This week we talked briefly about perspective and then we spent most of the lecture on the wonderful world of splines.
Perspective:
To do perspective, let's assume that you've done all the transformations that make your camera appear to be at the origin looking into negative z. Now assuming that you want all things at z=f to retain their original size, while things that are further away should get smaller, and things that are nearer should get larger. Note: Because we are looking into the negative z direction, you'll want f to have a negative value. For example, f = -10.0 is a reasonable value.
Given any point (x,y,z), the perspective transformation of that point is:
As we said in class, this operation corresponds to what you get if you apply the homogeneous matrix transform:
xf | f | 0 | 0 | 0 | x | ||
yf | ← | 0 | f | 0 | 0 | y | |
f | 0 | 0 | 0 | f | z | ||
z | 0 | 0 | 1 | 0 | 1 |
Once you've done the perspective transform, then you can do the final 2D viewport transformation on your perspective x and y, to convert them into integer pixel coordinates in your applet window.
For now you can just ignore the perspective z. Once we start doing shaded rendering, we'll need to use that value to figure out which objects are in front and which are behind.
Splines:
I started by pointing out that you can make arbitrarily complex - but controllable - smooth curves by stringing together parametric cubic spline curves end to end, as long as you make sure that the derivatives of successive spline curves match where they join.
In any given dimension, the value of a parametric cubic spline is given by the vector C of coefficients [a,b,c,d]:
f(t) = a t^{3} + b t^{2} + c t + d
So if you wanted to make a two dimensional parametric cubic spline, to define a path on the (x,y) plane, you would use two of these functions:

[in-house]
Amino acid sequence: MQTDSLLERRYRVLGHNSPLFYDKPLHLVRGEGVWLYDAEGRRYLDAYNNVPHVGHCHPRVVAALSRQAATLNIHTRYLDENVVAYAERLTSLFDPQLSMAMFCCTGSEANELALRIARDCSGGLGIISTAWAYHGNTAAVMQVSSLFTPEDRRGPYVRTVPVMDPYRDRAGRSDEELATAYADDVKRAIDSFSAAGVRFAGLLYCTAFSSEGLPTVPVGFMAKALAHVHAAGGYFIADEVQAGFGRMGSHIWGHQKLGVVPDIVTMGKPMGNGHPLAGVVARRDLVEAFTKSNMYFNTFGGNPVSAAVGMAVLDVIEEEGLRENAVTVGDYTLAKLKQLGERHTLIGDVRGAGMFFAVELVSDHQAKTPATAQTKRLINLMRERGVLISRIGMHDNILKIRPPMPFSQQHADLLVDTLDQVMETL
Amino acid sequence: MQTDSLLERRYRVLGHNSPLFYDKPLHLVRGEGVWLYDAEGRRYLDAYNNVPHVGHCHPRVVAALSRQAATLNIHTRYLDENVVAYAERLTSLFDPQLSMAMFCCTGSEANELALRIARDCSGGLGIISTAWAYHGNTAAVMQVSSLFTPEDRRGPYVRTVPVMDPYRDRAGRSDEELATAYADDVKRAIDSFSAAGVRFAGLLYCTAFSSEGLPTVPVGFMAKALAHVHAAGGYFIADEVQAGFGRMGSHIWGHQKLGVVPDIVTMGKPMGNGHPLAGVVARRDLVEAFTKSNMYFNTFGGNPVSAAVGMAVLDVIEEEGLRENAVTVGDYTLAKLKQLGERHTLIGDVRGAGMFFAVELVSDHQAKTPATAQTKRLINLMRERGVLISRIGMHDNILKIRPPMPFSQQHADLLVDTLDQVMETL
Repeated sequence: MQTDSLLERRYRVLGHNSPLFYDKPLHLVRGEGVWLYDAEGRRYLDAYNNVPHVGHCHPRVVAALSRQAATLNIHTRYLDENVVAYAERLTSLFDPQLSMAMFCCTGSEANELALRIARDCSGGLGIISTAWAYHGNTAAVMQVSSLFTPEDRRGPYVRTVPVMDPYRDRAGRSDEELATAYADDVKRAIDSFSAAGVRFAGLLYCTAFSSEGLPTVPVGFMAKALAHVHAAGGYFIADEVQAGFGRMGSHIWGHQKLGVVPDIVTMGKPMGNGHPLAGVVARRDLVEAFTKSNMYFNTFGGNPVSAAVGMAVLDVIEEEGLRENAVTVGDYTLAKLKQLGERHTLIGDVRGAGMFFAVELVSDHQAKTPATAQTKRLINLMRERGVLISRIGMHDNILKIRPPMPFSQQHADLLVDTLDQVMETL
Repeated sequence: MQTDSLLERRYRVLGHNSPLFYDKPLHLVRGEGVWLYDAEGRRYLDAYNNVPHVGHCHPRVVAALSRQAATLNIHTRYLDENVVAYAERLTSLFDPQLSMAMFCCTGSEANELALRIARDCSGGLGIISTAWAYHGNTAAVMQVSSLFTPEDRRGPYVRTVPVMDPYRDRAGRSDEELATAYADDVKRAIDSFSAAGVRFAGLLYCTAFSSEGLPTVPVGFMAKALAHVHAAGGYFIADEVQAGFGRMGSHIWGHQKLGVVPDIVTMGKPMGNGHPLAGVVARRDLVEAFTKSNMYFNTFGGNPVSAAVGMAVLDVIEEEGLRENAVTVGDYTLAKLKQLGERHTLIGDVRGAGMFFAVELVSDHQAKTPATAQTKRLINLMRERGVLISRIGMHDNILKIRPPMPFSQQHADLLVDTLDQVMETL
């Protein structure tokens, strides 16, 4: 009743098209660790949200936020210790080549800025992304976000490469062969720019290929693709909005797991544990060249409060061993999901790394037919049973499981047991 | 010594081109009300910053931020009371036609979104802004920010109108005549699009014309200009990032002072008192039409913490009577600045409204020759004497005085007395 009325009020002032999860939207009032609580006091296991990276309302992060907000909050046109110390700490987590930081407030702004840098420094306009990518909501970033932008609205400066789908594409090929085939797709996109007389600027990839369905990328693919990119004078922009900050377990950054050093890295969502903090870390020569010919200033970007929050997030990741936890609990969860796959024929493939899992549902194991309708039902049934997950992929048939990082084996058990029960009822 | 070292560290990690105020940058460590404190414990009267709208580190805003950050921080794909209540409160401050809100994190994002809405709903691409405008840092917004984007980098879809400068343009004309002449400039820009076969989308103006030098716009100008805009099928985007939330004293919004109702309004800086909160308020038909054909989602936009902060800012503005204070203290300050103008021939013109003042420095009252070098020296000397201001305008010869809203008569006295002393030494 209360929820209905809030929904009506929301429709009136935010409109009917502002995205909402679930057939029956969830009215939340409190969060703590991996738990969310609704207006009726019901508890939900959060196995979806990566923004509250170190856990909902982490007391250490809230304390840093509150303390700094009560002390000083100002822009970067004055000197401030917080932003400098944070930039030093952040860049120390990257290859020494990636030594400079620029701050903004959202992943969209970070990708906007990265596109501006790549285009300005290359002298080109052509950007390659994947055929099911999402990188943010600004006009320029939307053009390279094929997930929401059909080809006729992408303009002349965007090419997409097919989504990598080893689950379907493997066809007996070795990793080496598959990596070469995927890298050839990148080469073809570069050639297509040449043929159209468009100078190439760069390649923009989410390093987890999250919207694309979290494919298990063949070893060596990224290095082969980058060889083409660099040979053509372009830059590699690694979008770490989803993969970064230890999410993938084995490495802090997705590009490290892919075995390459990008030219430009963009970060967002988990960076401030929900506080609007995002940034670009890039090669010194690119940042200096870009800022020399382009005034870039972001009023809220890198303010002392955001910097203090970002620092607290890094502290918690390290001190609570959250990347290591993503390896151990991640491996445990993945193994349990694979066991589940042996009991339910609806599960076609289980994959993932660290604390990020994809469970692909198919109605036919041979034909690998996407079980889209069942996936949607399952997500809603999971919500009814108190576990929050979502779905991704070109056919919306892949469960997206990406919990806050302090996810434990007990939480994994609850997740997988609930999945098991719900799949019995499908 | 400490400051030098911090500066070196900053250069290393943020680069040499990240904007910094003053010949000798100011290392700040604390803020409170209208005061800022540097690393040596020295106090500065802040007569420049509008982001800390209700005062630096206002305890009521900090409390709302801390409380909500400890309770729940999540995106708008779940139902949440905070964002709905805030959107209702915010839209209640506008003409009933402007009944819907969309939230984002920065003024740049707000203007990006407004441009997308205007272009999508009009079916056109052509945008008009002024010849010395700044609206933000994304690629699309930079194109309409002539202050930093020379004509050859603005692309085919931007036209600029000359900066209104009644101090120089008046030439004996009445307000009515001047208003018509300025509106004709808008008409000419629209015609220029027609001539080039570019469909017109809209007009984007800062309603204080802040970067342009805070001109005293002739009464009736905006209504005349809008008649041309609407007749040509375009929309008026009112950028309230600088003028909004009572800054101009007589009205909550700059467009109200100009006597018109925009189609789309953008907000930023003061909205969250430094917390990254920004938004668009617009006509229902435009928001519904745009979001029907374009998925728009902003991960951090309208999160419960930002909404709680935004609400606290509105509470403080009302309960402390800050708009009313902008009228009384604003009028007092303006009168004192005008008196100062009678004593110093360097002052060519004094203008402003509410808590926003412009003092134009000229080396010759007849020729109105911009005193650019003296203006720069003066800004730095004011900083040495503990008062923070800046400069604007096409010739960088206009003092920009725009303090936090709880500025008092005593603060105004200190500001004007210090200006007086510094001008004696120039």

x(t) = a_{x} t^{3} + b_{x} t^{2} + c_{x} t + d
y(t) = a_{y} t^{3} + b_{y} t^{2} + c_{y} t + d
Generally we can split the right side of the above equations into two parts, the coefficient vector C = [a,b,c,d] and the cubic parameter vector T = [t^{3},t^{2},t,1], because we're really just doing an inner (dot) product between those two vectors. For example, we can express the last two equations as:
x(t) = C_{x} • T
y(t) = C_{y} • T
In this form it's easy to evaluate splines. For example, let's say you're doing an animation, and you want to animate a value (eg: the angle of a swinging arm) from time time_{1} to time_{2}. If you have the four spline coefficients C = [a,b,c,d] for that segment of the animation, then at any moment in time you just need to evaluate the cubic spline function based on the fraction of time that has elapsed between time_{1} and time_{2}:
t = (time - time_{1}) / (time_{2} - time_{1})
T = [t^{3},t^{2},t,1]
f(t) = C • T
Similarly, if you want to draw a cubic curve, and you have the coefficient vectors C_{x} and C_{y}, then you can do something like this (in pseudocode):
for (t = 0 ; t < 1 ; t += ε) {
T_{0} = [t^{3},t^{2},t,1]
T_{1} = [(t+&epsilon)^{3}, (t+&epsilon)^{2}, t+&epsilon, 1]
drawLine ( C_{x}•T_{0} , C_{y}•T_{0} , C_{x}•T_{1} , C_{y}•T_{1} )
}
Of course, as we said in class, it is not really intuitive for humans to build nice looking cubic curves as weighted sums of the primitive functions t^{3}, t^{2}, t and 1. So we generally want to design parametric cubic spline curves not in the space C, but rather in some more convenient space of coefficients G, which would allow us to use more intuitive curve shapes.
Hermite splines: